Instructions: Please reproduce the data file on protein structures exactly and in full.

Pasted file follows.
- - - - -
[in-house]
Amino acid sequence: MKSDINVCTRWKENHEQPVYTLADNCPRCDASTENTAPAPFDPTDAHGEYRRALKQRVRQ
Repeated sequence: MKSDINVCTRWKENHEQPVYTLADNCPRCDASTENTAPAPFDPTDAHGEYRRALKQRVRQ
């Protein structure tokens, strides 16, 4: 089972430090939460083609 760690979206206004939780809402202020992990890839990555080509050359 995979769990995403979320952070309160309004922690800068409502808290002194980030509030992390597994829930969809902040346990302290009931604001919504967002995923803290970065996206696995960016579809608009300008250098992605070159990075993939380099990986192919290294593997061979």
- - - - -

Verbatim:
[in-house]
Amino acid sequence: MKSDINVCTRWKENHEQPVYTLADNCPRCDASTENTAPAPFDPTDAHGEYRRALKQRVRQ
Repeated sequence: MKSDINVCTRWKENHEQPVYTLADNCPRCDASTENTAPAPFDPTDAHGEYRRALKQRVRQ
């Protein structure tokens, strides 16, 4: 089972430090939460083609 760690979206206004939780809402202020992990890839990555080509050359 995979769990995403979320952070309160309004922690800068409502808290002194980030509030992390597994829930969809902040346990302290009931604001919504967002995923803290970065996206696995960016579809608009300008250098992605070159990075993939380099990986192919290294593997061979």